## Interview Prep 01 - Counting and Primes

This is the first part in Eloquently's Front End Developer Interview prep series.

You can get the files and tests for this exercise here.

These questions are meant to be solved in JavaScript, and the tests for them are written with Mocha/Chai.

There are tests for these exercises. Don't just randomly guess things to get the tests to pass -- you will not learn as much. Instead, pretend this is a real interview and after you come up with a solution, check your work (literally talk through it line by line). If you're not sure that your solution will work, don't just cross your fingers and run the tests. Take the time to think more and improve your answer -- as if it were a real interview.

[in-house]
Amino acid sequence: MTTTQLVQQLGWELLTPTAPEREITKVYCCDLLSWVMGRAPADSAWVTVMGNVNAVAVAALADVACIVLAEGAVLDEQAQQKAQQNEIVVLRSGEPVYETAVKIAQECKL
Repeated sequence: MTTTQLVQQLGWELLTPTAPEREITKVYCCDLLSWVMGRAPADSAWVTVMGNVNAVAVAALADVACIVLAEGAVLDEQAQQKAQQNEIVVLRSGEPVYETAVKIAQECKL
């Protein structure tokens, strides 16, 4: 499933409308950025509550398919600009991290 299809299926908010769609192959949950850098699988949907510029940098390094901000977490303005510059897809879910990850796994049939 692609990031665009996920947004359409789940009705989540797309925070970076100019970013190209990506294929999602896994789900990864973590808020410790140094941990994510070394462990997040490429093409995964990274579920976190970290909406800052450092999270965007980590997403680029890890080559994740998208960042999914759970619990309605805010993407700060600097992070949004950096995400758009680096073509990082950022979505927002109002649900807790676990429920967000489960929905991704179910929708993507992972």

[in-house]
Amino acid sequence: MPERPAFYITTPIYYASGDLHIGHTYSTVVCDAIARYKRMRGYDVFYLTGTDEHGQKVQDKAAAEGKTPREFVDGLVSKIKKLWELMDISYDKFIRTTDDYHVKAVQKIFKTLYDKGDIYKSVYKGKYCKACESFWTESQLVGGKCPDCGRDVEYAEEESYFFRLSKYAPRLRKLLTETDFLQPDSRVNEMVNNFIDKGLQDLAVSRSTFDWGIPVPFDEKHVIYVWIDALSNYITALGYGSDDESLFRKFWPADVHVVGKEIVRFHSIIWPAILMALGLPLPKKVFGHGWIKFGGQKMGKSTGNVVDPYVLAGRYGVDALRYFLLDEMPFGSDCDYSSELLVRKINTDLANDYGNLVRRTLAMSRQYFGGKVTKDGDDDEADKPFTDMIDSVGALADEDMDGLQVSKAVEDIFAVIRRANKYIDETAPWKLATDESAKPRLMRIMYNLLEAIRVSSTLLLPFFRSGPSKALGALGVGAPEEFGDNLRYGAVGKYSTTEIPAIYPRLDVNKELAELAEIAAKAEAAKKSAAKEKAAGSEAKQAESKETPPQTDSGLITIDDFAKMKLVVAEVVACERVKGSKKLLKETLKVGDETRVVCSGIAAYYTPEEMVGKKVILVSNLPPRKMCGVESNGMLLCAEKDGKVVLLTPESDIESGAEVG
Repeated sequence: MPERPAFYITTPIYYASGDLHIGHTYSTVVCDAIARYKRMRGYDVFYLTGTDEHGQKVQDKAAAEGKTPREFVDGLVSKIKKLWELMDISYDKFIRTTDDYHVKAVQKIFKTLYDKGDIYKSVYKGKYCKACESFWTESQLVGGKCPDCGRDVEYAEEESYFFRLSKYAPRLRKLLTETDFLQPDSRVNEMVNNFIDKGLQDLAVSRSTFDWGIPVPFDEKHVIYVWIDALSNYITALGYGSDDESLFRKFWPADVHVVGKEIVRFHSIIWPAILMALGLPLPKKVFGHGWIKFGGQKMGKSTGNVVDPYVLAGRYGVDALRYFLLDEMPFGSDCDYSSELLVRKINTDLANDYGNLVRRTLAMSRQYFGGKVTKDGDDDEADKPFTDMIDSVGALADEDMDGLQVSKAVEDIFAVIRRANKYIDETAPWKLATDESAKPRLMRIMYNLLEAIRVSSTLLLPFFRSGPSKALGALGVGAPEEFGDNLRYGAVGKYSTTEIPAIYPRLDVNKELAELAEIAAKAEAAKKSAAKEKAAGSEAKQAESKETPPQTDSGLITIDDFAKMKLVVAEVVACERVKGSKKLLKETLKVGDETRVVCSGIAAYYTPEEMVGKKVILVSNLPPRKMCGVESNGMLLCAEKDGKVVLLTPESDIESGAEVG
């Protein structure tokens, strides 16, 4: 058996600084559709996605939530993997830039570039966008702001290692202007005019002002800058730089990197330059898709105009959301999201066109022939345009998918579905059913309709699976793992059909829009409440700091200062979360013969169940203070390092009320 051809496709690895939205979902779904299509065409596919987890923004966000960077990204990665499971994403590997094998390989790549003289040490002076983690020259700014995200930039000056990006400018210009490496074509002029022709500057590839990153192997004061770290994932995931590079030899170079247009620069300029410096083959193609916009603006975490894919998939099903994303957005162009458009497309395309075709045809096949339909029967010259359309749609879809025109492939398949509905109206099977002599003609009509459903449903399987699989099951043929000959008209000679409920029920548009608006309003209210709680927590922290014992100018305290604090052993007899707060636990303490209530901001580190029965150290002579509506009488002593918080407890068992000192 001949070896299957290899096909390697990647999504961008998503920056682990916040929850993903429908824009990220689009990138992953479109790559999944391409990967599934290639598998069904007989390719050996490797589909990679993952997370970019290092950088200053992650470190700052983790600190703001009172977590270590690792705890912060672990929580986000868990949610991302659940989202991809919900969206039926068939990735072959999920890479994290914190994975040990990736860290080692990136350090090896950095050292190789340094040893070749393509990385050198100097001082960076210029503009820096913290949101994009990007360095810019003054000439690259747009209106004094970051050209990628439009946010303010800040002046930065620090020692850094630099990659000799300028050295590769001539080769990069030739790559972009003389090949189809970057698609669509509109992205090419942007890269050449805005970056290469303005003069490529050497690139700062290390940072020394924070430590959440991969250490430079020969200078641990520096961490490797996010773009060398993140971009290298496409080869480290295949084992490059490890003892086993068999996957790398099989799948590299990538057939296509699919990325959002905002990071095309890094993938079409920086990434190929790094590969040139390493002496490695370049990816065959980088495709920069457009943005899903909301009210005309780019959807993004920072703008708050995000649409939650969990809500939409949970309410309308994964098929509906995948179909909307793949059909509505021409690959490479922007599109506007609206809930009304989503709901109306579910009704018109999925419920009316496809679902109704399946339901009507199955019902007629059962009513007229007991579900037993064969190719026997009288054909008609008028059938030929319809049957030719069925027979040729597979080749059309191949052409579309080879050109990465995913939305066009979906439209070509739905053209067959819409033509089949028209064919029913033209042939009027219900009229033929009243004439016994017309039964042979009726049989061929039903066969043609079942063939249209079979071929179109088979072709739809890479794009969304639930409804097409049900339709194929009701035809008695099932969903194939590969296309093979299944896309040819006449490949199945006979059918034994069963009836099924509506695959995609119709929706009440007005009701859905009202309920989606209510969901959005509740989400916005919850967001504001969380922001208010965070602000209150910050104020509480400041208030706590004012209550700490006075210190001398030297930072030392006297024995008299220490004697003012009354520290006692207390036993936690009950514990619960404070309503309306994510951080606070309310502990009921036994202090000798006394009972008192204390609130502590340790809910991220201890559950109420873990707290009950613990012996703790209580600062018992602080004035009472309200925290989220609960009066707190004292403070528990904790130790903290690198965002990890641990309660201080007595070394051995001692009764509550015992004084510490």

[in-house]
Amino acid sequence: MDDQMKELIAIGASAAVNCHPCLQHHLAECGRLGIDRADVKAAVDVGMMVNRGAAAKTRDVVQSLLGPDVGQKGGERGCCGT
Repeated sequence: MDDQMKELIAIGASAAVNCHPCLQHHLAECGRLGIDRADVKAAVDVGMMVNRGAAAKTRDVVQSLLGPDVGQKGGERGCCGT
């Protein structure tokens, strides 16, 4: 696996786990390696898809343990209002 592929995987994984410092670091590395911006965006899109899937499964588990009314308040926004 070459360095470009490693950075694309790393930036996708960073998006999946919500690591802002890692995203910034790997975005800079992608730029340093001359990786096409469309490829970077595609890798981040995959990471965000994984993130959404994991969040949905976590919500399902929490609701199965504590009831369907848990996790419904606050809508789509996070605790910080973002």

Only after you are 100% sure that your solution is right, you can run the tests. We haven't set up a test watcher for this exercise: you'll have to type `npm test path/to/file_spec.js`

each time. For example, to run the `counting_spec.js`

file, you need to type `npm test test/counting_spec.js`

. We've also put in a 20s delay at the beginning of the test suite to discourage you from running the tests too often.

Don't just search online for the solutions. In a real interview, that will not be an option. Instead ask for a hint -- that is acceptable in an interview as long as you've tried to solve the problem.

In the test files, the `describe`

blocks have a `.skip`

after them. This makes Mocha consider them pending, and they won't run. After you complete one test, remove the `.skip`

from the next `describe`

block to have Mocha run the next test.